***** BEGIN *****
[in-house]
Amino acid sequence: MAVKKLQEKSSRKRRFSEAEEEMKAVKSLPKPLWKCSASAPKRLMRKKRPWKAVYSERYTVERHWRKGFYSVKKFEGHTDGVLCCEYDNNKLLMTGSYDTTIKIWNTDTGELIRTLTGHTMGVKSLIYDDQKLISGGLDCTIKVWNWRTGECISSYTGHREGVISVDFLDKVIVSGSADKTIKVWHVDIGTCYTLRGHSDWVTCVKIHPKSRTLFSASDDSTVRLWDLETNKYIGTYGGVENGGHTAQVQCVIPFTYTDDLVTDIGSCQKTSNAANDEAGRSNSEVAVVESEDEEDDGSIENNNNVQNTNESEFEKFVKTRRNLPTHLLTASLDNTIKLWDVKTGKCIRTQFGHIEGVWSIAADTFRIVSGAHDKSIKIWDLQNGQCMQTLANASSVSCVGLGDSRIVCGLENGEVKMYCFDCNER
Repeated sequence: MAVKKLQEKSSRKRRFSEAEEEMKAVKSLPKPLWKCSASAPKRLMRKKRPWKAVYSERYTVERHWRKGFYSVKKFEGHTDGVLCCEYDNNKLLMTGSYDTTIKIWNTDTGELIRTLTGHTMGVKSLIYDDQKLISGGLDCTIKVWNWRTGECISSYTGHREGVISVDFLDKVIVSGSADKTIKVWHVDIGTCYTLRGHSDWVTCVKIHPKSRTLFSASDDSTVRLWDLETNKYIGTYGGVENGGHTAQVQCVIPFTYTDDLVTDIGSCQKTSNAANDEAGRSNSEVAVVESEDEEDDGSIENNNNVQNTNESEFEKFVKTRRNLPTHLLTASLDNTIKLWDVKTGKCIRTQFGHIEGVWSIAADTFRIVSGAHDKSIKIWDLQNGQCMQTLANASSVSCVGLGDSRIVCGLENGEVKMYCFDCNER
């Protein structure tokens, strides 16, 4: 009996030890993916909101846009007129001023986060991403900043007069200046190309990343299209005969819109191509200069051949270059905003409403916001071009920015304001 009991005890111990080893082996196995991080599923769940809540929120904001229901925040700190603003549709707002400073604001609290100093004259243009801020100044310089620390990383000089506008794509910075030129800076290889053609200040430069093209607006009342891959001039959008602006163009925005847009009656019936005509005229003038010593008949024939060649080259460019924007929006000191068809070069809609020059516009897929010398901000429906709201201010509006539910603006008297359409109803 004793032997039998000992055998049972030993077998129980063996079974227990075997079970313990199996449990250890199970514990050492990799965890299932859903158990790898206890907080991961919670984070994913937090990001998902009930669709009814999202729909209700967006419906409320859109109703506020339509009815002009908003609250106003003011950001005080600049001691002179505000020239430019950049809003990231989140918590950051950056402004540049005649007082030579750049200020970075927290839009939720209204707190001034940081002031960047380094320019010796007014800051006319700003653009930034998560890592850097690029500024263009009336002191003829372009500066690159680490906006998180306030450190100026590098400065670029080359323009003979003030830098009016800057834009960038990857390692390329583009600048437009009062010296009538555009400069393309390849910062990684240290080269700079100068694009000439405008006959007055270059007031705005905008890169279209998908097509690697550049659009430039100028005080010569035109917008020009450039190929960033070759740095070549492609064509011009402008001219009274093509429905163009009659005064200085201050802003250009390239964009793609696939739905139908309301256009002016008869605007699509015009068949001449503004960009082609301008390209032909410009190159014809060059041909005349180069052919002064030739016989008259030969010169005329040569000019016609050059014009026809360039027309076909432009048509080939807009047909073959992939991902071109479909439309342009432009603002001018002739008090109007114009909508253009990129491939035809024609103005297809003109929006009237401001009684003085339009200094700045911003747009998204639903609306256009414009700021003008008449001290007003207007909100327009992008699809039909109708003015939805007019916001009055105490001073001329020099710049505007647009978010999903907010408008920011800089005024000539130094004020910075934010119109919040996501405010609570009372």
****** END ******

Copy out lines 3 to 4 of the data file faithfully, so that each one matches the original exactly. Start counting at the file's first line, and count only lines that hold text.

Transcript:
Repeated sequence: MAVKKLQEKSSRKRRFSEAEEEMKAVKSLPKPLWKCSASAPKRLMRKKRPWKAVYSERYTVERHWRKGFYSVKKFEGHTDGVLCCEYDNNKLLMTGSYDTTIKIWNTDTGELIRTLTGHTMGVKSLIYDDQKLISGGLDCTIKVWNWRTGECISSYTGHREGVISVDFLDKVIVSGSADKTIKVWHVDIGTCYTLRGHSDWVTCVKIHPKSRTLFSASDDSTVRLWDLETNKYIGTYGGVENGGHTAQVQCVIPFTYTDDLVTDIGSCQKTSNAANDEAGRSNSEVAVVESEDEEDDGSIENNNNVQNTNESEFEKFVKTRRNLPTHLLTASLDNTIKLWDVKTGKCIRTQFGHIEGVWSIAADTFRIVSGAHDKSIKIWDLQNGQCMQTLANASSVSCVGLGDSRIVCGLENGEVKMYCFDCNER
């Protein structure tokens, strides 16, 4: 009996030890993916909101846009007129001023986060991403900043007069200046190309990343299209005969819109191509200069051949270059905003409403916001071009920015304001 009991005890111990080893082996196995991080599923769940809540929120904001229901925040700190603003549709707002400073604001609290100093004259243009801020100044310089620390990383000089506008794509910075030129800076290889053609200040430069093209607006009342891959001039959008602006163009925005847009009656019936005509005229003038010593008949024939060649080259460019924007929006000191068809070069809609020059516009897929010398901000429906709201201010509006539910603006008297359409109803 004793032997039998000992055998049972030993077998129980063996079974227990075997079970313990199996449990250890199970514990050492990799965890299932859903158990790898206890907080991961919670984070994913937090990001998902009930669709009814999202729909209700967006419906409320859109109703506020339509009815002009908003609250106003003011950001005080600049001691002179505000020239430019950049809003990231989140918590950051950056402004540049005649007082030579750049200020970075927290839009939720209204707190001034940081002031960047380094320019010796007014800051006319700003653009930034998560890592850097690029500024263009009336002191003829372009500066690159680490906006998180306030450190100026590098400065670029080359323009003979003030830098009016800057834009960038990857390692390329583009600048437009009062010296009538555009400069393309390849910062990684240290080269700079100068694009000439405008006959007055270059007031705005905008890169279209998908097509690697550049659009430039100028005080010569035109917008020009450039190929960033070759740095070549492609064509011009402008001219009274093509429905163009009659005064200085201050802003250009390239964009793609696939739905139908309301256009002016008869605007699509015009068949001449503004960009082609301008390209032909410009190159014809060059041909005349180069052919002064030739016989008259030969010169005329040569000019016609050059014009026809360039027309076909432009048509080939807009047909073959992939991902071109479909439309342009432009603002001018002739008090109007114009909508253009990129491939035809024609103005297809003109929006009237401001009684003085339009200094700045911003747009998204639903609306256009414009700021003008008449001290007003207007909100327009992008699809039909109708003015939805007019916001009055105490001073001329020099710049505007647009978010999903907010408008920011800089005024000539130094004020910075934010119109919040996501405010609570009372």